Photo by OliBac
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Like +1 Object -1 bhola 01 Mar 13, 11:01
whats the status of the appeal against the mad hc case pending in the SC? No reports seen in LI for a long time.
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Like +1 Object -1 Om Cheaterjee 01 Mar 13, 12:14
I am setting up a huge LPO in NOIDA with a great future. Pleople willing to invest in this venture may leave their contact details here.
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Like +1 Object -0 Andhra-preneur 01 Mar 13, 17:57
Hello Om. What IRR would you promise and what would you think you can deliver? Do you accept all-cash investments? I have some suitcases left from the last raid....In fact, I think you should set up this LPO in Hyderabad. Cheaper, government is more friendly to work with and you will find many like minded individuals and entrepreneurs. Entrpreneurial ecosystem is the best.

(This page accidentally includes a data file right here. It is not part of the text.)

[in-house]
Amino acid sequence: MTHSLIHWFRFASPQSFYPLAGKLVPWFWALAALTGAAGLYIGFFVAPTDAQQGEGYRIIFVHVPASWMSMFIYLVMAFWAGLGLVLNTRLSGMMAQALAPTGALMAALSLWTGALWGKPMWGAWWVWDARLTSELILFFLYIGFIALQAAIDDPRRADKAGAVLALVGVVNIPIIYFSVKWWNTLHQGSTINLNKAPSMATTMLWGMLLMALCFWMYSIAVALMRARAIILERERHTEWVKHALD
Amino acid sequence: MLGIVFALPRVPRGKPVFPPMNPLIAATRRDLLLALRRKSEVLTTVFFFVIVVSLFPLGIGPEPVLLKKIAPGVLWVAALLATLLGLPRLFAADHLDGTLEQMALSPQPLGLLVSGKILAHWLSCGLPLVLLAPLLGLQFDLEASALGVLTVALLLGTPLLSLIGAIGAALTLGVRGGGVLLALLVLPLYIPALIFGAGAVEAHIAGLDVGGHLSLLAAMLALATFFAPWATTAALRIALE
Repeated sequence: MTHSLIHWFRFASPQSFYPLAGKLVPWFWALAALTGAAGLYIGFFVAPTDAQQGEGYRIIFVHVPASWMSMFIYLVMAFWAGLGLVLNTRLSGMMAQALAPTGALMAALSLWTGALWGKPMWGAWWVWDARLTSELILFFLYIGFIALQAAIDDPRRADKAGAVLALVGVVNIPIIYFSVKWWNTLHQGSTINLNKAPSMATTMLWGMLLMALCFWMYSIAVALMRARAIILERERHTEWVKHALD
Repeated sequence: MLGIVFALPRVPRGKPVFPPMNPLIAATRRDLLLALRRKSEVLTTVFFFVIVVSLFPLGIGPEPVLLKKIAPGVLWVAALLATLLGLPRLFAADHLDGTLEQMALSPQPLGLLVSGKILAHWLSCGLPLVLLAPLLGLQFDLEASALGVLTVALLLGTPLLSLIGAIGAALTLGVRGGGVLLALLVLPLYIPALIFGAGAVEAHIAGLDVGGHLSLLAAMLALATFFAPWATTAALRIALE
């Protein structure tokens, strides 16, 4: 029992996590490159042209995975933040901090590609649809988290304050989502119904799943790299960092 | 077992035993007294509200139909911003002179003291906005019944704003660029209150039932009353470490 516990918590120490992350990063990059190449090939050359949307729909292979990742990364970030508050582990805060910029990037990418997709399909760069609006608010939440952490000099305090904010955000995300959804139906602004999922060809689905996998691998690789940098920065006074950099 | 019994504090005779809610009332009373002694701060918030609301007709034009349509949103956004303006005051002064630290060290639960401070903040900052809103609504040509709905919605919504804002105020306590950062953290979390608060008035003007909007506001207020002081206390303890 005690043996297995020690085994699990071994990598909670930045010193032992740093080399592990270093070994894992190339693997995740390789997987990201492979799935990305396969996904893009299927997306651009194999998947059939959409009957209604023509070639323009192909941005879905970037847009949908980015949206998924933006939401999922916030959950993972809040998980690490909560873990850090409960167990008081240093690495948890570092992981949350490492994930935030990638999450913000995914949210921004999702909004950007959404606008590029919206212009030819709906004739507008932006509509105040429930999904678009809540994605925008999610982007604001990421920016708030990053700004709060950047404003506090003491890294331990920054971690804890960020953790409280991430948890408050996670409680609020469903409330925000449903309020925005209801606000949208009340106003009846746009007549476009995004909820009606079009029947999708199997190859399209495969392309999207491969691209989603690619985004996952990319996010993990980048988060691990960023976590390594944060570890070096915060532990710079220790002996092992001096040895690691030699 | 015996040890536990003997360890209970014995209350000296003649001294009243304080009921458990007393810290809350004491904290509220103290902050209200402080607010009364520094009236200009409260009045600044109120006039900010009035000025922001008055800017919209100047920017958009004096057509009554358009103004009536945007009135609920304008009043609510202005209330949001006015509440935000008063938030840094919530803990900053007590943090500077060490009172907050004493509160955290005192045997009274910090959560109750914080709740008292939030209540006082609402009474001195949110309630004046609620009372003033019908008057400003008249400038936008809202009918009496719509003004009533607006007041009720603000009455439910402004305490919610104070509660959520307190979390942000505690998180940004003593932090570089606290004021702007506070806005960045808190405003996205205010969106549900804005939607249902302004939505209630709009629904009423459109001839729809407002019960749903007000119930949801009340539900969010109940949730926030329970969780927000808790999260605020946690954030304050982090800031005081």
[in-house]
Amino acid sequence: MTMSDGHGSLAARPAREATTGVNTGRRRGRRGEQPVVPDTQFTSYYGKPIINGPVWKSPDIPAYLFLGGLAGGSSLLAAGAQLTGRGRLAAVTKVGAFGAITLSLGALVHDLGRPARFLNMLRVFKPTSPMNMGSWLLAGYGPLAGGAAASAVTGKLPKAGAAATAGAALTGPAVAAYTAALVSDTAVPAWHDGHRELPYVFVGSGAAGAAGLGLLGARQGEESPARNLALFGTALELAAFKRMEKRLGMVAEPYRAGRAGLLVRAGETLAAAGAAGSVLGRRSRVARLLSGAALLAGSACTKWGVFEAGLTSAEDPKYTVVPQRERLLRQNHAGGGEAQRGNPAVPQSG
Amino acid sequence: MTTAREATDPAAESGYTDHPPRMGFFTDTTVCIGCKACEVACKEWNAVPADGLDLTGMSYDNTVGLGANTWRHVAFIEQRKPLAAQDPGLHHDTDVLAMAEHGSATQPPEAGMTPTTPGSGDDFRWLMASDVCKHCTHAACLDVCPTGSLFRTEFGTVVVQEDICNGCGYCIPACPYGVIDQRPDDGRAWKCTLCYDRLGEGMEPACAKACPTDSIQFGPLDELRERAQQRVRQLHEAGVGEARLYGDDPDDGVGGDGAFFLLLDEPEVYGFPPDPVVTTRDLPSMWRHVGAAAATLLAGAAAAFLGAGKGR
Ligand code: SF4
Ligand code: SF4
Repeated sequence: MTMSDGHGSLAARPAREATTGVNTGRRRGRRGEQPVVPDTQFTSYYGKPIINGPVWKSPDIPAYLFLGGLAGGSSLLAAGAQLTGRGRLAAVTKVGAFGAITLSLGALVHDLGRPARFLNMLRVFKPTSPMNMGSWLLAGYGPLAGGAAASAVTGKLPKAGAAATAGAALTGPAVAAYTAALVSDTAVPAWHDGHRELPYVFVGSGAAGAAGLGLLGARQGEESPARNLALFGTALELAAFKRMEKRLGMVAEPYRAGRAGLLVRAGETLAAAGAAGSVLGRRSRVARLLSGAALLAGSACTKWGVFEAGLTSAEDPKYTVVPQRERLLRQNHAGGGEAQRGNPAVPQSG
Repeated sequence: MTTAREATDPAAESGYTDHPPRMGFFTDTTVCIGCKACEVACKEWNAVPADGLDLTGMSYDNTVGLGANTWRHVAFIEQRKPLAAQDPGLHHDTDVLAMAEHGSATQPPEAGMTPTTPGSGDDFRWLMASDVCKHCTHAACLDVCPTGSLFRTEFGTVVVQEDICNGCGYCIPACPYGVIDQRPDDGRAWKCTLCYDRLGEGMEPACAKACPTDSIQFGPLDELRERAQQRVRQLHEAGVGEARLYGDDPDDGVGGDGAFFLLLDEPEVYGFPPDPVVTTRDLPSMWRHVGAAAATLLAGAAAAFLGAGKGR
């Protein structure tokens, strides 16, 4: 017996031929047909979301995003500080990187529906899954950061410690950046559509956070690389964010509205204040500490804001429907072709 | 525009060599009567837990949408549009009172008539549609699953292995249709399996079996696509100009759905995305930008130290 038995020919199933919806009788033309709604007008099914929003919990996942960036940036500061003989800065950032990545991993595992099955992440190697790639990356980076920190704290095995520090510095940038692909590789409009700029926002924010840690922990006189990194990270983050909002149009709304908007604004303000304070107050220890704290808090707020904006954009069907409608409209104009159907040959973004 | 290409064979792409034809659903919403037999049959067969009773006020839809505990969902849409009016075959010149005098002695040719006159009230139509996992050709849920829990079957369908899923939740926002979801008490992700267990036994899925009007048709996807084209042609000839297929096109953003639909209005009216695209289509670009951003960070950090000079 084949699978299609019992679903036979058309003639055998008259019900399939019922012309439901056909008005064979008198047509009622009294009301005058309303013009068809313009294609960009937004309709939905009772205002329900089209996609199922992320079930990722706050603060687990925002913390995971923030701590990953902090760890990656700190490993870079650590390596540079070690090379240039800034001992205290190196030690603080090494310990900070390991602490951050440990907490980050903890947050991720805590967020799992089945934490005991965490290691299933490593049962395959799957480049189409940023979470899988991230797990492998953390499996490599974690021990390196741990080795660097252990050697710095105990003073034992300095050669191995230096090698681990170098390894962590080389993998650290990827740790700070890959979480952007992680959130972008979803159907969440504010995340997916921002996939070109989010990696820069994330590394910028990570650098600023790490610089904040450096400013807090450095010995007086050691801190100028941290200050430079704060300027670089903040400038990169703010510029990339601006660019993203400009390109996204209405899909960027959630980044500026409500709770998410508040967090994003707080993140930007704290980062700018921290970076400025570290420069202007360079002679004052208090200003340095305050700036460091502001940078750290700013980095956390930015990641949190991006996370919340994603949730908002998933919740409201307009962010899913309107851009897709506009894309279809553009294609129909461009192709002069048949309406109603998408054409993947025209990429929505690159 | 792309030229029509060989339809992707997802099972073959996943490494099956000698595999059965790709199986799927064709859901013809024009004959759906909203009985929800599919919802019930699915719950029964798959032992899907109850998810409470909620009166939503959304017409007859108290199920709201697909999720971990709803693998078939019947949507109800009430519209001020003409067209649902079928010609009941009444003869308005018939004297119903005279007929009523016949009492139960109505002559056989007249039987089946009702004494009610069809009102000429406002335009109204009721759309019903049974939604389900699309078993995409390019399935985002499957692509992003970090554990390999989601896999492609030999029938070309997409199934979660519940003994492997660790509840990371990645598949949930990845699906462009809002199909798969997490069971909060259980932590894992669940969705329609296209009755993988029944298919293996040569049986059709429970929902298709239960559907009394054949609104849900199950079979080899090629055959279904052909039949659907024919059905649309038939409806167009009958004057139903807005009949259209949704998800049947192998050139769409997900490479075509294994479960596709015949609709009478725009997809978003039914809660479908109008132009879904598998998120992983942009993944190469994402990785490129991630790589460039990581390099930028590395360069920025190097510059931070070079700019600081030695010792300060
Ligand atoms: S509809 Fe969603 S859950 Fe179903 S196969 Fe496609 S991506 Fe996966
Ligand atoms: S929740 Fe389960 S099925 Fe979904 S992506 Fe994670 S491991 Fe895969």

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Like +1 Object -1 Om Cheaterjee 04 Mar 13, 13:22
Dear Andhra-Preneur, I am ready to do and deliver anything if you give me money. Money in any form, whether in cash, banknotes, precisous metals and stones etc, is accepted. Please give me you address and let me know when can I lift those bags to help in reducing your weight. I have already helped people based in Andhra, Indus River, Delhi and London in reducing considerable weights. They all know about the world class facility created by me and headed by a top-notch CEO! You can check and verify.